The concern is often expressed that a psychological exam, performed on an injured worker runs the risk of revealing problems that ordinarily not be address. In fact, the impact of a psychological exam is the opposite of what one would anticipate. It does not expand the scope of a complaint; it focuses it upon the real underlying issues.
Psychological factors driving a _case_ are going to be operational whether they are revealed by examination or whether these factors blind-side you and emerge when the health care team is least prepared. Ignoring them does not make them less of an issue.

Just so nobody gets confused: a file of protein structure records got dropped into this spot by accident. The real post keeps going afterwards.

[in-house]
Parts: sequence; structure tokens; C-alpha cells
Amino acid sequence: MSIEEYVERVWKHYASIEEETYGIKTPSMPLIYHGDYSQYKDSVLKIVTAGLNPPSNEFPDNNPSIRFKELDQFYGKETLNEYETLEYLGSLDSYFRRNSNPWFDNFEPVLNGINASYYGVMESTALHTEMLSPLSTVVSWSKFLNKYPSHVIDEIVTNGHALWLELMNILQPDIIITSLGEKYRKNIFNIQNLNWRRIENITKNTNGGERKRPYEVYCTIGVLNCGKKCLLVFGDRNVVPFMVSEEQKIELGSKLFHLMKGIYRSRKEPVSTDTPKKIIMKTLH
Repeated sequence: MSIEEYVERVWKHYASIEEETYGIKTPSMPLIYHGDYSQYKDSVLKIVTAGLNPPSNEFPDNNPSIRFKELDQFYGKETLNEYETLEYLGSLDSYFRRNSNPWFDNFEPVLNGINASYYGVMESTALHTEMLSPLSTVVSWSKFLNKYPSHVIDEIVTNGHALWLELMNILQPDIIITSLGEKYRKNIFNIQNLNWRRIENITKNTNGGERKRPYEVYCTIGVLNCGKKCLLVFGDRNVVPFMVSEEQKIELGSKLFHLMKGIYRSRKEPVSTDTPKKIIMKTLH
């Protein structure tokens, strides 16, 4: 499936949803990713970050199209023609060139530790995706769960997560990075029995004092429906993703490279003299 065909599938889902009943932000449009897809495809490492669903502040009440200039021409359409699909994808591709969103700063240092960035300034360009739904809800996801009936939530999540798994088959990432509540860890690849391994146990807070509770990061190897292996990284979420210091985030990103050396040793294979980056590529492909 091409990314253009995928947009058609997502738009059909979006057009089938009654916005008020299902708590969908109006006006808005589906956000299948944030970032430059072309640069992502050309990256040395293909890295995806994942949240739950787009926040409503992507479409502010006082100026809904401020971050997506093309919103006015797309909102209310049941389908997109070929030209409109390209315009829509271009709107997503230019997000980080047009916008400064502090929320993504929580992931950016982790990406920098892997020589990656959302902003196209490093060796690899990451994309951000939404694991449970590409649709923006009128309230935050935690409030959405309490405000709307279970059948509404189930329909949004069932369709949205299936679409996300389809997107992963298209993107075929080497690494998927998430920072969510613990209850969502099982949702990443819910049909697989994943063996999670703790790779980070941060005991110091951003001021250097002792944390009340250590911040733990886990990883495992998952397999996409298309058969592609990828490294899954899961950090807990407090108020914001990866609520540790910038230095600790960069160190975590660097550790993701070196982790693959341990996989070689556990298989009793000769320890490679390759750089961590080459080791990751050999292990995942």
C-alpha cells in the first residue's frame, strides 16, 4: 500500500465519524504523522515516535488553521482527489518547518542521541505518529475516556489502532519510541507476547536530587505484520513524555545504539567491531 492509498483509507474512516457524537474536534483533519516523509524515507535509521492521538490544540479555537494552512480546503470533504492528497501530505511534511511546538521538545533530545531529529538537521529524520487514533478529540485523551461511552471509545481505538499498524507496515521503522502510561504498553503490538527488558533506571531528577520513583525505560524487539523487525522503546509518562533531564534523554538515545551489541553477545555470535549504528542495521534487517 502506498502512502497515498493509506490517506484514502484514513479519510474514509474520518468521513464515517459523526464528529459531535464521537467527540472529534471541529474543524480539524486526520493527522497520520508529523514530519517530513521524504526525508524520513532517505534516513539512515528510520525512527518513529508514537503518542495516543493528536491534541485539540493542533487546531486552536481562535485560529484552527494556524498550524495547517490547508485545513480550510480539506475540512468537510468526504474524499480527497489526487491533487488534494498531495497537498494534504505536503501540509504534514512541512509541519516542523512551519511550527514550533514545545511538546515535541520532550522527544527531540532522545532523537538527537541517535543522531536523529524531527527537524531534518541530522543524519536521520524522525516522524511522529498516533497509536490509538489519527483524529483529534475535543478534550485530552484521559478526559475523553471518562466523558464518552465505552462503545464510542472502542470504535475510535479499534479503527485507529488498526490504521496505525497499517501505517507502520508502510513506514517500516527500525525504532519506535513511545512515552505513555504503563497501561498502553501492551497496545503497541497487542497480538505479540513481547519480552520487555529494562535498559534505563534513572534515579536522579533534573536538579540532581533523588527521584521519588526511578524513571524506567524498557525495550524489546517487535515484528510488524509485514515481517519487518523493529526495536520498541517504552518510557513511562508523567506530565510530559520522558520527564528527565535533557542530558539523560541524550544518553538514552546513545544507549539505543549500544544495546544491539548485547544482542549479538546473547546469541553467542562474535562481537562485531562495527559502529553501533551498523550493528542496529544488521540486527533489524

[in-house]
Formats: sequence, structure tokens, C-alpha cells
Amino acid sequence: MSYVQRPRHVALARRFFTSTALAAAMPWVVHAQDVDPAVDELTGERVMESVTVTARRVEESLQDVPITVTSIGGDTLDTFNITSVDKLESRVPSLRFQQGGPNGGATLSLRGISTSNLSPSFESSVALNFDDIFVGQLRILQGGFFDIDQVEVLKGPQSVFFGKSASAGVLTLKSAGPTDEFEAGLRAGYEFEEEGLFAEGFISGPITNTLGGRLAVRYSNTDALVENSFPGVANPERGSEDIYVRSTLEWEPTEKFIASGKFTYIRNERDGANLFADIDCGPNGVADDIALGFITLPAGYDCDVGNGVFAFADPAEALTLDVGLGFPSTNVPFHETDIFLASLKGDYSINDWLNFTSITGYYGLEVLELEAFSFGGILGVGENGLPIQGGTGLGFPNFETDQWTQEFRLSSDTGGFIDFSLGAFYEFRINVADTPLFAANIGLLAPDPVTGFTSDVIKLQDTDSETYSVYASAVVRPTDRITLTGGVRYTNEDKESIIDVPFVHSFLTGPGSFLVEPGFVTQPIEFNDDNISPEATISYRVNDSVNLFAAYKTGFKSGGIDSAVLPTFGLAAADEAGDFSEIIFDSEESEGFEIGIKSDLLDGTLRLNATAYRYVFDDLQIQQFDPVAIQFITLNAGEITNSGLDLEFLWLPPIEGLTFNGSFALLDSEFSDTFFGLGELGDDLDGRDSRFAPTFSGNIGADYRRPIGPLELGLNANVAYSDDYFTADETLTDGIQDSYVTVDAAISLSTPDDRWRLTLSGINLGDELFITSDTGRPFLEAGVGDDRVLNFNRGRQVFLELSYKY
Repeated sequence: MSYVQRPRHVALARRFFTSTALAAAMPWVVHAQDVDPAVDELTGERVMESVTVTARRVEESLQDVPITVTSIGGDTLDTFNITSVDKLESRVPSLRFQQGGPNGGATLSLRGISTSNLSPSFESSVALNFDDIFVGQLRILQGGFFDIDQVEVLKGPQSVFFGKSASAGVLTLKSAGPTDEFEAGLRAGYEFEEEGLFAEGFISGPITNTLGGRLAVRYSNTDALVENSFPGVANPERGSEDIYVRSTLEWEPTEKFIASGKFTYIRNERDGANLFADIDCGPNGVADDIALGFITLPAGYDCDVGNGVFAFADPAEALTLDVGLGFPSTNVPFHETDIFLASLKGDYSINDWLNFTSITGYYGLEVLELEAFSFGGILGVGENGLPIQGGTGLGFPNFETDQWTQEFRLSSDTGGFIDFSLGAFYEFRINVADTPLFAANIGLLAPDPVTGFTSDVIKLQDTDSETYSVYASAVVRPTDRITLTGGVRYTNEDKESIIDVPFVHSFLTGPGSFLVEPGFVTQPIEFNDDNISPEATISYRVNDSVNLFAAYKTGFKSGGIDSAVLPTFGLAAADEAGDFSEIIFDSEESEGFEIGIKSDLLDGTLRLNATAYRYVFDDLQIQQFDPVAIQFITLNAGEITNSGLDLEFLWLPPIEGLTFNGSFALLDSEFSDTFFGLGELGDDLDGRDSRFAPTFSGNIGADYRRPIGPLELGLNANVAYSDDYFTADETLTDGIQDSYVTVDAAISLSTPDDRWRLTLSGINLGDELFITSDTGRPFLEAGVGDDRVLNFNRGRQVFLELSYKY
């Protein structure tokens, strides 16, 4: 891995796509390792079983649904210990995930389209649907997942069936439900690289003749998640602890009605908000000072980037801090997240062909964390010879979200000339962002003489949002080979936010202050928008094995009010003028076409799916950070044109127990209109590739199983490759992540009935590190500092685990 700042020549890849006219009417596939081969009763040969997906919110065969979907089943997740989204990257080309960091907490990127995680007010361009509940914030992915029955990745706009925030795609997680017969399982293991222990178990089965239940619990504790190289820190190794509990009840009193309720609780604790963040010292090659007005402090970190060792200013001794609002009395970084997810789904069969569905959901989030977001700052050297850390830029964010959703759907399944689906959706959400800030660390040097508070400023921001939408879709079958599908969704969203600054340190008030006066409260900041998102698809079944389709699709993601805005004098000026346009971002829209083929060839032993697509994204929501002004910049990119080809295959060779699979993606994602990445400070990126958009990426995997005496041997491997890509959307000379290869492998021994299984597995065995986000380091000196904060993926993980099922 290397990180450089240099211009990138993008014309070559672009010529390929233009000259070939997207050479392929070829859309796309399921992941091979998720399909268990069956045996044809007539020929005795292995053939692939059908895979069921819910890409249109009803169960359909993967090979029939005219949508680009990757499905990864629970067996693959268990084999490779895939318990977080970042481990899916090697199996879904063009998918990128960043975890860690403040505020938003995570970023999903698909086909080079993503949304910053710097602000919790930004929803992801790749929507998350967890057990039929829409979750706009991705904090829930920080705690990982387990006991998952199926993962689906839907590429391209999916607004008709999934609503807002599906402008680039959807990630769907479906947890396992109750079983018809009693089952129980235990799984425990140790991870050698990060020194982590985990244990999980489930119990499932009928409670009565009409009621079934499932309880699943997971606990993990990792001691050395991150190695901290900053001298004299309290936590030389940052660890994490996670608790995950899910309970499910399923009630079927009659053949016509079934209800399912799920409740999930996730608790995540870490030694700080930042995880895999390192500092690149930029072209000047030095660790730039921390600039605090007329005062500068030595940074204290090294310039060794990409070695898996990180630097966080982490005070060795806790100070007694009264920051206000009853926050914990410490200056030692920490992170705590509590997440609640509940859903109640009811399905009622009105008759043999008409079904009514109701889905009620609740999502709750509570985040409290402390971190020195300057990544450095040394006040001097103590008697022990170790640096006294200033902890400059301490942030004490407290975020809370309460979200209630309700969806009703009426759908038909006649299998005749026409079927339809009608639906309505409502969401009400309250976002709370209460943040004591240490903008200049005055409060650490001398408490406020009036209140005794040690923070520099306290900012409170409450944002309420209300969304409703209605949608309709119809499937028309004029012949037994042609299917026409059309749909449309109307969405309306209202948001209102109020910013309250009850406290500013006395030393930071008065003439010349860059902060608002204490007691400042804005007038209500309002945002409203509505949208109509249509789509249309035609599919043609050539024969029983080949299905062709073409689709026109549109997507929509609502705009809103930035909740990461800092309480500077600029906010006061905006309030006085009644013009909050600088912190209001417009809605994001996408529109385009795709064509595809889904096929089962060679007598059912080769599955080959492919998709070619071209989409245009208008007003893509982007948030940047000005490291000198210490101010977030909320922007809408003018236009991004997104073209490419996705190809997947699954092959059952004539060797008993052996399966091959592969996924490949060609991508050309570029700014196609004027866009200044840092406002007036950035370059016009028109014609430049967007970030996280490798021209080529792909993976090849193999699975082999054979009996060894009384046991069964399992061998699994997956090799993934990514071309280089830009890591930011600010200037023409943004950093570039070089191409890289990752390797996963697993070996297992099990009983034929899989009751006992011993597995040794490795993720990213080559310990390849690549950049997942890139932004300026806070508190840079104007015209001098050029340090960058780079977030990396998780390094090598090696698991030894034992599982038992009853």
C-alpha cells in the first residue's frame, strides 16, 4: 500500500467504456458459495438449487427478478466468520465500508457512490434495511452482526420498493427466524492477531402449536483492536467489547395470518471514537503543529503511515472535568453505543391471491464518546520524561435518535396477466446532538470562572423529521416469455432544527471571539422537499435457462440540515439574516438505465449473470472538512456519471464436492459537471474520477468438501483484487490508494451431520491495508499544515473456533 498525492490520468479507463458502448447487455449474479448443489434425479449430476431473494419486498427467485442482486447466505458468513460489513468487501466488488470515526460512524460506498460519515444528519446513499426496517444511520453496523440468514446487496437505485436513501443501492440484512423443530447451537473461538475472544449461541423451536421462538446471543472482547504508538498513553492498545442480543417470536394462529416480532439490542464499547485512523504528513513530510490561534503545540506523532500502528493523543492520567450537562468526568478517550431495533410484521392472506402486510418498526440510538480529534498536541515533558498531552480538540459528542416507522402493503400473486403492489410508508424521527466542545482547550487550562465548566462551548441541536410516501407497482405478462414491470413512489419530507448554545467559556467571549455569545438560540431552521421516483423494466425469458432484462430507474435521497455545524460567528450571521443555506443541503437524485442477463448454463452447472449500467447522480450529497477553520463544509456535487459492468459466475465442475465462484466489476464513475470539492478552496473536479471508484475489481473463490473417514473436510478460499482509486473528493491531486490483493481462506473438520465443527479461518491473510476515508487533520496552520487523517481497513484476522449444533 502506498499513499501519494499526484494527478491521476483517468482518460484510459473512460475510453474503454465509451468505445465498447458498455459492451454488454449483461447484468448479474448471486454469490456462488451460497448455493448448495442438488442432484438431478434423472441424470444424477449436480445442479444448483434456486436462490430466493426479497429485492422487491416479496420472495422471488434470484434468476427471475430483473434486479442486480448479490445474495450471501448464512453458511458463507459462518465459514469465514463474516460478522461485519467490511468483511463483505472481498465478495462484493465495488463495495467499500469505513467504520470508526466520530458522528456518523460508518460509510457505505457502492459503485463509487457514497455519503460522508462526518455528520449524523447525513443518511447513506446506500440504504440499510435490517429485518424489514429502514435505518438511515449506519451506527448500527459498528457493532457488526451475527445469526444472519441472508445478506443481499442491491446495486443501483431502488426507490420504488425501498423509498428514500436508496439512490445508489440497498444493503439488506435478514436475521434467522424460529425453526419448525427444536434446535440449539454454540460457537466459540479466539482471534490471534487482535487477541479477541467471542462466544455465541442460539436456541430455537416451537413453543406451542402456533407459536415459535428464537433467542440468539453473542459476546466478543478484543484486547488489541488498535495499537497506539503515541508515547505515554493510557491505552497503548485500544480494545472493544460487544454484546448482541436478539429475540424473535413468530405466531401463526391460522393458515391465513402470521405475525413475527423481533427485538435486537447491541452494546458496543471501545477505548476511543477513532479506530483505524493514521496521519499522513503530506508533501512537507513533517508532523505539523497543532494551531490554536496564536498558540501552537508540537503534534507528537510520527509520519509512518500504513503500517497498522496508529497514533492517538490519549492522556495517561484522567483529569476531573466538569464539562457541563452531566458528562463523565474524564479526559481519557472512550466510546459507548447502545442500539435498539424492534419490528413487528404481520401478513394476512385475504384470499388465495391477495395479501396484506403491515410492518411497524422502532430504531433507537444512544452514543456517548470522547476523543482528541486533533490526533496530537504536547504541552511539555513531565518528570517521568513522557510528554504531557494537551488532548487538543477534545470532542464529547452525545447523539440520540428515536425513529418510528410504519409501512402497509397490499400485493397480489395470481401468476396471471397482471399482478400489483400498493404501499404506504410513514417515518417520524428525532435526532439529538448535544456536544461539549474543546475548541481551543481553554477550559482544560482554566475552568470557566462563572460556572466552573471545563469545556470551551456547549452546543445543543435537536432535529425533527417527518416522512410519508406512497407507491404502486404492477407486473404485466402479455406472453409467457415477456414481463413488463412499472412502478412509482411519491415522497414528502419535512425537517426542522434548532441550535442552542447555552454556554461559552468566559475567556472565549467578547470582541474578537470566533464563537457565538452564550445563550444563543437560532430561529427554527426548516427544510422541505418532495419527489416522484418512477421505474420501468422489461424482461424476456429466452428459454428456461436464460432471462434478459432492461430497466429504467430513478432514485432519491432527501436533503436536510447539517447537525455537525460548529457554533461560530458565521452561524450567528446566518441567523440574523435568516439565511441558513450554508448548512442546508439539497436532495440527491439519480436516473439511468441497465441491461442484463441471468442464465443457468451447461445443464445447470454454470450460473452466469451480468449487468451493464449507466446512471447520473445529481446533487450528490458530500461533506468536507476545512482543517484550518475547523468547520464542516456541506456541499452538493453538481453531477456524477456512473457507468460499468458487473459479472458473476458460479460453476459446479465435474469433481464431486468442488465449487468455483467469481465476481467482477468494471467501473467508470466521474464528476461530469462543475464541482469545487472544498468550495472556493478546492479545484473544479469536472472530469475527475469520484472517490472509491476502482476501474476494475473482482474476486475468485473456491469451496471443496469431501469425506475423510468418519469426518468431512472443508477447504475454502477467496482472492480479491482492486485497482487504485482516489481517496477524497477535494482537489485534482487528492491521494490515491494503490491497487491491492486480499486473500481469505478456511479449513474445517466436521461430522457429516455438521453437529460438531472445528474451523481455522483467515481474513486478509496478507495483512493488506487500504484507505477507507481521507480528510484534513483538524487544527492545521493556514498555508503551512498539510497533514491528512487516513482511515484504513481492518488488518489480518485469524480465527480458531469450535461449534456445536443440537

The _can of worms_ that is opened during exhaustive psychodiagnostic examination is not problematic for the employer/insurer/nurse-case-manager, but it may be problematic for the patient.
Most often there are factors (addiction, martial problems, legal conflicts, financial difficulties, etc) that are the true cause of why a patient elects to remain in the patient role.
Once others become aware of these factors, the patient is required to address them and accept them as unrelated to injury.
The patient does not want to address such issues, and/or the patient is fearful that he/she is incompetent to address them.
Thus, the psychological data revealed in examination are issues that clarify, not complicate, case management.